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The Democratic Party is being ridiculed as the party of "open borders" after its presidential contenders competed with each other in debate to see who could most forcefully renounce enforcement of the nation's immigration laws.

Such claims actually do something of a disservice to the open-borders position, which was the country's de facto position for much of its history.

Until at least the Chinese Exclusion Act (1882), America didn't really have much of an immigration policy; just about anyone who could get here could stay here. We became a "nation of immigrants" not just because so many wanted to come to the land where streets were "paved with gold" but also because those already here made little effort to keep them out.

There are also a fair number among us who still believe that the nation that owns the future will be the one (hopefully ours) that proves best able to attract the talented and ambitious from around the world ("human capital," in economic-speak). At the risk of uttering a heresy in our populist age, globalization is here to stay and it includes the movement of people across borders nearly as much as the flow of goods and services.

Immigration is our biggest problem, according to surveys of American voters, but it is also a problem that only prosperous and free countries have to worry about.

Nobody wants to move to Iran, China or Russia; that so many still wish to come to America should tell us something both important and good. The radical left depiction of our country as a hell-hole of oppression, sexism, and racism apparently isn't shared by all those people outside our borders struggling to get inside them.

Whether a policy of open borders can still work as well as it did in the 19th century, when newcomers arrived often with just their dreams and the shirts on their backs and were left largely on their own to make out the best they could (without the welfare state and its dependency-inducing blandishments to greet them), when American elites embraced "melting pot" assimilation rather than identity-politics separatism, and when so many of the actual immigrants were crossing oceans instead of just dry creek beds is, of course, a relevant question about which reasonable people can differ.

Still, however one answers that question, what the Democrats were offering up on those debate stages wasn't so much an open-borders policy but a giant neon sign with the words "break our laws and enter our country illegally, please." Democrats are no longer just disagreeing with the Trump administration on how to best address the border problem; they are now doing everything they can to discredit the very idea of borders and laws pertaining to them.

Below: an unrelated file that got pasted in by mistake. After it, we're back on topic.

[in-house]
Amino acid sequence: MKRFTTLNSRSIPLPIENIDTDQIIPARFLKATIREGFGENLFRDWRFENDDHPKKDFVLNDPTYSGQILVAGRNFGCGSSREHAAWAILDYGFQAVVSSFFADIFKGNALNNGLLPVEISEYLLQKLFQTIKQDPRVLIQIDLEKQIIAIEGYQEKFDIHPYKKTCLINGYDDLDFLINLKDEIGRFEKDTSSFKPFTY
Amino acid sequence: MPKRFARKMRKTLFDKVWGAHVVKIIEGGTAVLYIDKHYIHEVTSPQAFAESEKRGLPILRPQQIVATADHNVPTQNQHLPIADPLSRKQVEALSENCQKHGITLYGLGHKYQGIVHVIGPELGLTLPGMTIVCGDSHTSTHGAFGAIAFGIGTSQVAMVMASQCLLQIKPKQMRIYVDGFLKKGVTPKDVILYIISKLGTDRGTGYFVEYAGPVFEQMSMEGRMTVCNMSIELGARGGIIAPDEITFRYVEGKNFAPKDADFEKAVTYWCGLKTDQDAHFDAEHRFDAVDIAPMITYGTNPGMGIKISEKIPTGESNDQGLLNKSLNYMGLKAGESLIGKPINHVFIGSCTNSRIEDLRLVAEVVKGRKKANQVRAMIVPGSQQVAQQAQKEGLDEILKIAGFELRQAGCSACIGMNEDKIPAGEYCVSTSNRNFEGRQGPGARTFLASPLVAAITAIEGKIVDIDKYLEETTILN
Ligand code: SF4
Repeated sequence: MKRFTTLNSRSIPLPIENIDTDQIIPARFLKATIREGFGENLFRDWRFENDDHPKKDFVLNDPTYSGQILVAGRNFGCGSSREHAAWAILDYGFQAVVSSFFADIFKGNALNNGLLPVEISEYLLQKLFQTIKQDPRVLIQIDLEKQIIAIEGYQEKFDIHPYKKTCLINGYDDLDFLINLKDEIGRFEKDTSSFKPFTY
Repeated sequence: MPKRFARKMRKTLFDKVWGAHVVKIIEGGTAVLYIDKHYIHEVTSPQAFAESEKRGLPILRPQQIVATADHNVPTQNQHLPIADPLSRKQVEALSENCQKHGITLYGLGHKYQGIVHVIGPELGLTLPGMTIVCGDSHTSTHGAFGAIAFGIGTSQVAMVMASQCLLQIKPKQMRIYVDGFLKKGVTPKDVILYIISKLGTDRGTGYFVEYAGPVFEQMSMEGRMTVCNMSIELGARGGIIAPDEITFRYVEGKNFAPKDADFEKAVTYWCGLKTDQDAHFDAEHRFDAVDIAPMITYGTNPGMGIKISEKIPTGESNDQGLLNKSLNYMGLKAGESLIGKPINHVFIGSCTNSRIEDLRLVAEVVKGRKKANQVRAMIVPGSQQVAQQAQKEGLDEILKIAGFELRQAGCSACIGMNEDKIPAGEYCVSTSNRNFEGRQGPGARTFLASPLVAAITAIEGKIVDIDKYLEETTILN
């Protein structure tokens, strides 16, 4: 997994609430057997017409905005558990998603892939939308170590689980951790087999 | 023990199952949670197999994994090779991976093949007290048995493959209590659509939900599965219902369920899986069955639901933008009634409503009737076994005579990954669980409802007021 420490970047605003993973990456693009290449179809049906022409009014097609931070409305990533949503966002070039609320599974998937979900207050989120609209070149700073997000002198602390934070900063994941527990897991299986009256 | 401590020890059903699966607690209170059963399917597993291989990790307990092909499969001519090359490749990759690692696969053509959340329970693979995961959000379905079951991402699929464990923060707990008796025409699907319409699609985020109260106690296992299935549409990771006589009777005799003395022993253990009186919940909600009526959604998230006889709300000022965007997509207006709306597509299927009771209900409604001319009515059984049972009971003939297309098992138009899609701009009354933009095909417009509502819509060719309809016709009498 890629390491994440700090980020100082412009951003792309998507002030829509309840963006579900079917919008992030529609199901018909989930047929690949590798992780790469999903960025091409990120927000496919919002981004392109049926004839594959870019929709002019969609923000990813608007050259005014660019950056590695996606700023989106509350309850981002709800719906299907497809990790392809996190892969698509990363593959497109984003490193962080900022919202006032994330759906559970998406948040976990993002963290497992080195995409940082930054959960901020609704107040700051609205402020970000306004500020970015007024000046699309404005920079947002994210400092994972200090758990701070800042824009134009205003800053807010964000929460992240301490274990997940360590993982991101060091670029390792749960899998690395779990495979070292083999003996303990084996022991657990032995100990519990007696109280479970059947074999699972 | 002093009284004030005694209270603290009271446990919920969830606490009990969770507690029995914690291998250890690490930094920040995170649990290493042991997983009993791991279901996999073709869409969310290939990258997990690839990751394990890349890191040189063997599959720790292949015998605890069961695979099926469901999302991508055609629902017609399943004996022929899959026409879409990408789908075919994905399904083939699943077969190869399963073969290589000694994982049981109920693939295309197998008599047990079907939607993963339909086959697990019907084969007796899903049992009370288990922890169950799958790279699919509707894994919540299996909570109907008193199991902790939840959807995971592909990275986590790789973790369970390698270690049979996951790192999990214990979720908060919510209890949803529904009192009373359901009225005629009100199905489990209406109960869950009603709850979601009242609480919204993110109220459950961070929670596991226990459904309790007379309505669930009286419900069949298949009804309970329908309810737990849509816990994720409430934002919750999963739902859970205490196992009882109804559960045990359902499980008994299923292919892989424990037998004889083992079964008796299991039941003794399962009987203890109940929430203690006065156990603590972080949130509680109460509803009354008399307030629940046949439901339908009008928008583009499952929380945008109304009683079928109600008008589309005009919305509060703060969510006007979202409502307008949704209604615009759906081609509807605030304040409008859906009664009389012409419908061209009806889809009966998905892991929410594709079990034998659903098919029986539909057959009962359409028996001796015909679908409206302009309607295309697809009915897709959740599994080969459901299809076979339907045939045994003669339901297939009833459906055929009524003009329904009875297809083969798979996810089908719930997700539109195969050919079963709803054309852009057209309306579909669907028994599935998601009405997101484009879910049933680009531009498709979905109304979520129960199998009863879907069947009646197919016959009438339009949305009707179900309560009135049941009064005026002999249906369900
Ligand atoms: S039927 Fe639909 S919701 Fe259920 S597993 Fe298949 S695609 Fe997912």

Prior to Miami there was a growing suspicion that Democrats weren't all that interested in discouraging illegal immigration; after Miami there is no doubt that they are openly encouraging it.

As Frank Miele succinctly put it, "Almost unanimously, the candidates said that anyone who gets into our country illegally should be handed an official apology; a path to citizenship; and an IOU good for free health care, a free college education, and a good-paying job."

The sheer cynicism of it all is breathtaking--Democratic leaders have become so attached to the idea that their party can acquire future electoral dominance by corralling the Hispanic vote that they increasingly embrace positions that effectively erase the distinction between American citizens on the one hand and those who are in the country illegally on the other, and promise to advance the interests of the latter at the expense (literally and figuratively) of the former.

But for a future Democratic president working with a future Democratic Congress to enact a program of amnesty accompanied by an easy path to citizenship that would supposedly add tens of millions of voters to the party's registration rolls, Democrats have to walk an exceedingly fine line--obstructing any efforts to impede the flow of illegals across the border while at the same time not being too obvious about it in a way that offends current American citizens.

Put differently, unfettered immigration could guarantee Democratic dominance in the future only if the voters don't figure out the game they are playing in the present. To get from here to there, Democrats have to at least pretend to believe in the idea of borders and immigration laws.

But what we saw on the stage those two nights in Miami, under the glare of the television lights and with the inevitable pressures of getting furthest left fastest, blew that strategy to pieces and amounted to perhaps the most dramatic act of political self-immolation in American electoral history.

As if abortion on demand at taxpayer expense, reparations for slavery, a return to forced busing (!!), doing away with private health insurance, and embracing democratic socialism weren't enough.

It represents a bizarre new electoral strategy: Figure out the most unpopular possible position on key issues and all rush to embrace it.

Whoever among the pathetic gaggle of hand-raisers in Miami ultimately wins the dubious prize, the Democrats have already pulled off the unprecedented achievement of losing an election 16 months in advance.

To Donald Trump, no less.

Freelance columnist Bradley R. Gitz, who lives and teaches in Batesville, received his Ph.D. in political science from the University of Illinois.

Editorial on 07/08/2019

Print Headline: The welcome mat

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